According to speaker John Barlament, Shareholder, Reinhart Boerner Van Deuren, S.C., in his webcast “New Mental Health Parity Guidance: More Clarity, But More Compliance Obligations,” held on August 30, 2023, new guidance has been “desperately needed” on the topic of mental health parity, although clarifications and new rules will come with additional compliance reporting.
The last set of final regulations were released almost ten years ago on November 13, 2013 as The Paul Wellstone and Pete Domenici Mental Health Parity and Addiction Equity Act of 2008 (MHPAEA). On August 3, 2023, the Internal Revenue Service (IRS), the Department of Labor’s Employee Benefits Security Administration (EBSA), and the Health and Human Services Department (HHS) released a proposed rule along with a technical release and an enforcement report. The proposed rule includes a public comment period through October 17, 2023, after which the agencies will produce the final regulations. For a more technical overview on the proposed rule, view our blog DOL Guidance on Mental Health Parity: Proposed Rules for NQTL Comparative Analysis.
Three Takeaways for Plan Sponsors
While only proposed at this point, the IRS, EBSA and HHS are working on the final regulations to be tentatively effective for plan years starting January 1, 2025. Indications are that the final regulations may be released during the first quarter of 2024. Below are three takeaways plan sponsors can address now in preparation for the release.
Utilize 2021 NQTL Comparative Analysis Requirement as a Starting Point
In December 2020, the Consolidated Appropriations Act, 2021 (CAA) required health plans to create a written analysis by February 2021 that would compare the health plan’s nonquantitative treatment limitations (NGTLs) that applied to medical/surgical (M/S) and mental health/substance use disorder (MH/SUD) benefits. Barlament said, “In reality, probably no one had it done by then because it was still unclear what needed to be in the analysis,” and there were no examples of the data to include or any formatting requirements.
Plan sponsors who have worked on the 2021 comparative analysis data requirements and have previously compiled data should hold on to what they have and use that as a starting point for demonstrating compliance. To review challenges that plans have experienced in documenting comparative analyses, view our previous blog, Can Your Plan Clear Mental Health Parity Compliance Hurdles? It is unlikely that most plan sponsors will be able to complete all data gathering and analysis alone. Rather, they most likely will require input from their third-party administrators (TPAs), pharmacy benefit managers (PBMs), telehealth vendors, legal counsel, etc. Start or continue discussing compliance strategies with vendors.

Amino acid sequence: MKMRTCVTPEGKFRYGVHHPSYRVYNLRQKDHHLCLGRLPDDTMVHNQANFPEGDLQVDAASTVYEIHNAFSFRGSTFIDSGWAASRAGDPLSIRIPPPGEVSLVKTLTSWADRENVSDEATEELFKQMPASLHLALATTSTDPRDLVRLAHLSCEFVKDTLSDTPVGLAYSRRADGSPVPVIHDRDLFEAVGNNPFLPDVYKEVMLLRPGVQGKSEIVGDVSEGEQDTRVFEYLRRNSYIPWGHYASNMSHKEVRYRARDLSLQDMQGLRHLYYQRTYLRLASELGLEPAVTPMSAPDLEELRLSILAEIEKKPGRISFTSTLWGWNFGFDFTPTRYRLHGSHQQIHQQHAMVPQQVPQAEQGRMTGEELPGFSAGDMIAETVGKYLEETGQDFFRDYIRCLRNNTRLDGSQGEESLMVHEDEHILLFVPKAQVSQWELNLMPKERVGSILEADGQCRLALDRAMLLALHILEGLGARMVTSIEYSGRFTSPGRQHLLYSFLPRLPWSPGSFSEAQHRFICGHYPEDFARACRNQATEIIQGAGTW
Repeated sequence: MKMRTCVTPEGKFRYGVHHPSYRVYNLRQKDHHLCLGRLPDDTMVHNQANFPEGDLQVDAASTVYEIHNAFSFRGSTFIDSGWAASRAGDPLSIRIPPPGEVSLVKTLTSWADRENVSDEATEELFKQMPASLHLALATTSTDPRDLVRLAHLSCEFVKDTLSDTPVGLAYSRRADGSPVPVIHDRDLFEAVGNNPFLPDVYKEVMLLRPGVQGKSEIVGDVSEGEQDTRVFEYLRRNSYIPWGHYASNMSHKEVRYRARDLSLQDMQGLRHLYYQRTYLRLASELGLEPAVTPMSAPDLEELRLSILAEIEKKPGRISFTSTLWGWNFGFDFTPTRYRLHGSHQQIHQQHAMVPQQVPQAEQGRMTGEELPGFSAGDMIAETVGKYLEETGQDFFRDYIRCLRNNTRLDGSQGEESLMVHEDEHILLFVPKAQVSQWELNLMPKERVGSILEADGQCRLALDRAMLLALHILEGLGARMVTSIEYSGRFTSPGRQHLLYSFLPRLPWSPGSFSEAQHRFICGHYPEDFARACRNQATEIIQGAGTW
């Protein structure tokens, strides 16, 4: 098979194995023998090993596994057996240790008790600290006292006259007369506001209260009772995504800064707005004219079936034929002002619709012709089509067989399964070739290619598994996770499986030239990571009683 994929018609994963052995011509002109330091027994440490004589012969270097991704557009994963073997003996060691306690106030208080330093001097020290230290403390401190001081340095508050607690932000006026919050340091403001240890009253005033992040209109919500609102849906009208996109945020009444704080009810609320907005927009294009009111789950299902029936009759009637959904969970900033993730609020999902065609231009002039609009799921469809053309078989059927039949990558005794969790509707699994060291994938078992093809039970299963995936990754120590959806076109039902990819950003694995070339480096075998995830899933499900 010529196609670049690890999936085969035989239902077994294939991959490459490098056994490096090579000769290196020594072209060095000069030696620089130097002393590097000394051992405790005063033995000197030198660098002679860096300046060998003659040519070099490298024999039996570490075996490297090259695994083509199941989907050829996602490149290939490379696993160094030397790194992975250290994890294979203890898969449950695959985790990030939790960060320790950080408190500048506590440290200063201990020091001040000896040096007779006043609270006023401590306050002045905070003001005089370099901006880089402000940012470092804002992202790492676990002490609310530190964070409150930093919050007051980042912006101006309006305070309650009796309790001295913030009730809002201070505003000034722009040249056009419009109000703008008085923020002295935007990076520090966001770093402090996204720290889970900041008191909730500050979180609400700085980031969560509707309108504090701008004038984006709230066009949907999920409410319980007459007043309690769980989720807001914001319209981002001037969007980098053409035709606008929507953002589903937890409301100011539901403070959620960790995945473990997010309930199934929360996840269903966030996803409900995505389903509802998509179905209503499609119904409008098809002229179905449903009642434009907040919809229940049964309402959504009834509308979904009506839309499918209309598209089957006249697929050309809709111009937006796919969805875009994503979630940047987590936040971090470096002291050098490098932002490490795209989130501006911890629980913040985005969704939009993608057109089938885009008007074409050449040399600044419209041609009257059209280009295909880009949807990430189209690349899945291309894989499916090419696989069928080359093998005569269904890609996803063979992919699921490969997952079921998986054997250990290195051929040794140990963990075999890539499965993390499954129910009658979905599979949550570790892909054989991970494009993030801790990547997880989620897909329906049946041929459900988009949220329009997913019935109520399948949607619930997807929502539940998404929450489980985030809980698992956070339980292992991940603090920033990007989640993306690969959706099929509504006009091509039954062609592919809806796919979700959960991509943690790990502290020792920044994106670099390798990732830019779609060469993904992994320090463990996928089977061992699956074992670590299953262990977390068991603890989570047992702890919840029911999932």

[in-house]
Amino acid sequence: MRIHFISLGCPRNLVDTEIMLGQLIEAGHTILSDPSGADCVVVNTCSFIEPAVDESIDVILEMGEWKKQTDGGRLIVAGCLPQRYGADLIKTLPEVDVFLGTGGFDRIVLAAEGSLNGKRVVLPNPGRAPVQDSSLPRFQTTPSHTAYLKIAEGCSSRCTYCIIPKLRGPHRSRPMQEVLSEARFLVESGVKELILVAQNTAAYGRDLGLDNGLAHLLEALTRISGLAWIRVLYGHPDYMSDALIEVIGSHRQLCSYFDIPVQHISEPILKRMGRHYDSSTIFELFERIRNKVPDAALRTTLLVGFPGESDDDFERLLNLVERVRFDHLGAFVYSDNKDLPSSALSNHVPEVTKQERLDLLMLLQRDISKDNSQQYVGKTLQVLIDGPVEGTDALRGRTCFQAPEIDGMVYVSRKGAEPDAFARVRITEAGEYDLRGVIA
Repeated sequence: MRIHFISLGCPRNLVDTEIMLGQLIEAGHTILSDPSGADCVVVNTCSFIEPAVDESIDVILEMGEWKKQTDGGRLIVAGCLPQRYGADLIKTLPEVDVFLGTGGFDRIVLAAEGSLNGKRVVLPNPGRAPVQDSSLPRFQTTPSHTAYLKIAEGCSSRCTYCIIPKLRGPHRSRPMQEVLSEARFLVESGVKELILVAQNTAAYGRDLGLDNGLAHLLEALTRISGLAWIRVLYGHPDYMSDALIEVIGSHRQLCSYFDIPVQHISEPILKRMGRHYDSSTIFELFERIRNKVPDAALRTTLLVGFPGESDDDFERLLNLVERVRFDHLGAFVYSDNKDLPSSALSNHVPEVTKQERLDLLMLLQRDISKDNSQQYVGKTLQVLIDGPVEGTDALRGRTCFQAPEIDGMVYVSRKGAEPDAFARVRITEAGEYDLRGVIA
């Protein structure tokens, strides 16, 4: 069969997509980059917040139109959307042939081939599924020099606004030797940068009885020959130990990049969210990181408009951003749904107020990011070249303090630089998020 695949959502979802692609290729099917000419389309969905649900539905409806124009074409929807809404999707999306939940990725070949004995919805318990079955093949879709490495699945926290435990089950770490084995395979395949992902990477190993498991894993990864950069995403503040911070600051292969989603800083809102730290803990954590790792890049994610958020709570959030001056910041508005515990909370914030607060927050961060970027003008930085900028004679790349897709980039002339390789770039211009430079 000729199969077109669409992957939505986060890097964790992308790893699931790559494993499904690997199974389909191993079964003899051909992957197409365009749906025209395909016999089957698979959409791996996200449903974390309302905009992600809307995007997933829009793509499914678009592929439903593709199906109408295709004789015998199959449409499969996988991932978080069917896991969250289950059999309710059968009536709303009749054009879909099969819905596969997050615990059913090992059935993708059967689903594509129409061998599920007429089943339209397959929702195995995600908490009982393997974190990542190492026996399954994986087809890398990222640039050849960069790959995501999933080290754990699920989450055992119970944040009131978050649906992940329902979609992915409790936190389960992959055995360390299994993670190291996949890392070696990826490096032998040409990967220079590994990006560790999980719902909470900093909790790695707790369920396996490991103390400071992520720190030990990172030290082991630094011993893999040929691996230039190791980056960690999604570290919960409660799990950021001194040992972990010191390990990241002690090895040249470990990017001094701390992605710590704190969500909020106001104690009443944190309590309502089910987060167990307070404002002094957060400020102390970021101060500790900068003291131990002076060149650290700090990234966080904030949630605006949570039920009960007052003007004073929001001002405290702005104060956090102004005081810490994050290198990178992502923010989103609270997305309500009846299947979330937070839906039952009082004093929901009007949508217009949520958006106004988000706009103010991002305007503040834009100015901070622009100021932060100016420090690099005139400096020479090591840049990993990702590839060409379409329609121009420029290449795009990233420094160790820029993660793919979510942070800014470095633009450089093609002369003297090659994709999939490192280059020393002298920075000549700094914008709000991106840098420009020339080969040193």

Examples of “Meaningful Benefits” for Two Mental Health Conditions
The 2013 MHPAEA regulations did not technically require plans to cover MH or SUD benefits. Under the 2023 proposed regulations, if a plan provides any benefits for MH/SUD in any classification, a plan must provide “meaningful benefits” for treatment of that condition or disorder in each classification. This seems intended to prevent a plan from providing a range of M/S benefits, but “only one limited benefit” for MH/SUD. Barlament said, “Examples in the proposed rules of meaningful benefits include applied behavioral analysis (ABA) therapy as a treatment for autism spectrum disorder and nutritional counseling as a treatment for eating disorders.
Data to Support NQTLs
DOL seeks information beyond the design of NQTLs to include participants’ actual experiences and outcomes. Under the proposed rules, measuring data on the impact of NQTLs would be required, but without relevant data and meeting comparative analysis content requirements for each NQTL, “plans and issuers would not be permitted to impose” the NQTL. Although it’s unknown whether the rules will be finalized as proposed, plan sponsors should consider creating a game plan for updating NQTL data based on current guidance at a minimum to ensure they have enough time to complete sufficient documentation before the tentative January 1, 2025 deadline. TPAs and PBMs hold much of the plan data and will start to feel pressure from their plan sponsor clients, so communication with vendors will be key to ensure a smooth process.
Members are encouraged to view the webcast recording to learn more about the three-part process for every NQTL to prove that data-based NQTLs are sufficiently justified. Barlament goes in depth on each step of the process (e.g., step one, called the “no more restrictive” requirement, has a four-part test) as well as proposed rules on separate limitations, fiduciary certification and more.
Developed by International Foundation Information Center staff. This does not constitute legal advice. Please consult your plan professionals for legal advice.